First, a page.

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From "Nuutti Kotivuori (JIRA)" <>
Subject [jira] Commented: (COUCHDB-1060) CouchDB should use a secure password hash method instead of the current one
Date Sat, 05 Feb 2011 21:23:30 GMT


Nuutti Kotivuori commented on COUCHDB-1060:

This issue is about using something else than plain SHA hashing for: a) password hashing in
couchdb configuration file, eg. local.ini, b) password hashing in _users database on disk
storage. Cookie authentication hash method probably has a vulnerability as well, but that
is something separate to solve and it is not what I wrote about here. Also I am not talking
about online authentication attacks which are done through remotely exposed interfaces, but
offline attacks that are possible when hashed passwords are obtained by some means.

If access restrictions to _users database and configuration file are in place, the passwords
stored there might just as well be in plaintext - which would be fine by me. Yet they aren't,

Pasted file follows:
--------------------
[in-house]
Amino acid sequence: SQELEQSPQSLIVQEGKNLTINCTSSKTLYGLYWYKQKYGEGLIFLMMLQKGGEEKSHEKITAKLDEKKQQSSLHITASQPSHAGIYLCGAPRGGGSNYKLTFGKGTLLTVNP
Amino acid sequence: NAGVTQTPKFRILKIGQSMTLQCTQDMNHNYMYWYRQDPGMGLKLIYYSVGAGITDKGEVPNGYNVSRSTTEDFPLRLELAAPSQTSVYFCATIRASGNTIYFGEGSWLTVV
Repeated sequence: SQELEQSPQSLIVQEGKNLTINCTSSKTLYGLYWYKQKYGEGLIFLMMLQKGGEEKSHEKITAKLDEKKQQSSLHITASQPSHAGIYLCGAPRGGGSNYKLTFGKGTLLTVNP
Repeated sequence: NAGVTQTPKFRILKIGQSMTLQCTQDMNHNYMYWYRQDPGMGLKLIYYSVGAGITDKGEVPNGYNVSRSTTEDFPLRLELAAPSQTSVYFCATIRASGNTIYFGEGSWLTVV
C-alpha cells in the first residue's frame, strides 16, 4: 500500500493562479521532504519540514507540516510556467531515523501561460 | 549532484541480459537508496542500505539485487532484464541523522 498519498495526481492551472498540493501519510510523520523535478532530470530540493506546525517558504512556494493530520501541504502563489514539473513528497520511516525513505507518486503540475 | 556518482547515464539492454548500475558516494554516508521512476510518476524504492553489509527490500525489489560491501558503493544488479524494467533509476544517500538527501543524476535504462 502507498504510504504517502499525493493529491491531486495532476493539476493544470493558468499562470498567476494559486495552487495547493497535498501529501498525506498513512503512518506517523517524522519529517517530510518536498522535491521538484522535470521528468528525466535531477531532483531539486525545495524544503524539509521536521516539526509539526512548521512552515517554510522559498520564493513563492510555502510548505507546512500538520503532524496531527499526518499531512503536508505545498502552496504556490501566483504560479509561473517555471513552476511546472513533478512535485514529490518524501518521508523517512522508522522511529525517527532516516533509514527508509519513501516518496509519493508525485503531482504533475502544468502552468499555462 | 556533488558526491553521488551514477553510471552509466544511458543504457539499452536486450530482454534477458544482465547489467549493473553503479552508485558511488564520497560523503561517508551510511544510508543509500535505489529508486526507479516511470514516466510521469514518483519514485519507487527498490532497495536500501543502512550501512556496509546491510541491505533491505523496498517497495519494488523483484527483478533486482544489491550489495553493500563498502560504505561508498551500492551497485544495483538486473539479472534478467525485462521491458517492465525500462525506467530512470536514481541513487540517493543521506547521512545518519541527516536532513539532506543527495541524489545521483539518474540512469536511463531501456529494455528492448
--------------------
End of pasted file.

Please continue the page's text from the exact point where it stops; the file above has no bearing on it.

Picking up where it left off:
which leads me to believe somebody thinks there is some actual security given by the hash
method used in those places by CouchDB.

So, to be clearer in my suggestion, I suggest the either of two options:

 1) use a standard slow hash function instead of current SHA-1 solution for storing passwords
 2) store passwords in plaintext, encoded in base64 (to prevent accidental exposure if shown
to an admin)

The current solution gives users a false sense of security and gains very little in practice.

> CouchDB should use a secure password hash method instead of the current one
> ---------------------------------------------------------------------------
>                 Key: COUCHDB-1060
>                 URL:
>             Project: CouchDB
>          Issue Type: Improvement
>          Components: Database Core
>    Affects Versions: 1.0.2
>            Reporter: Nuutti Kotivuori
>            Priority: Minor
> CouchDB passwords are stored in a salted, hashed format of a 128-bit salt combined with
the password under SHA-1. This method thwarts rainbow table attacks, but is utterly ineffective
against any dictionary attacks as computing SHA-1 is very fast indeed.
> If passwords are to be stored in a non-plaintext equivalent format, the hash function
needs to be a "slow" hash function. Suitable candidates for this could be bcrypt, scrypt and
PBKDF2. Of the choices, only PBKDF2 is really widely used, standardized and goverment approved.
(Note: don't be fooled that the PBKDF2 is a "key derivation" function - in this case, it is
exactly the same thing as a slow password hash.)

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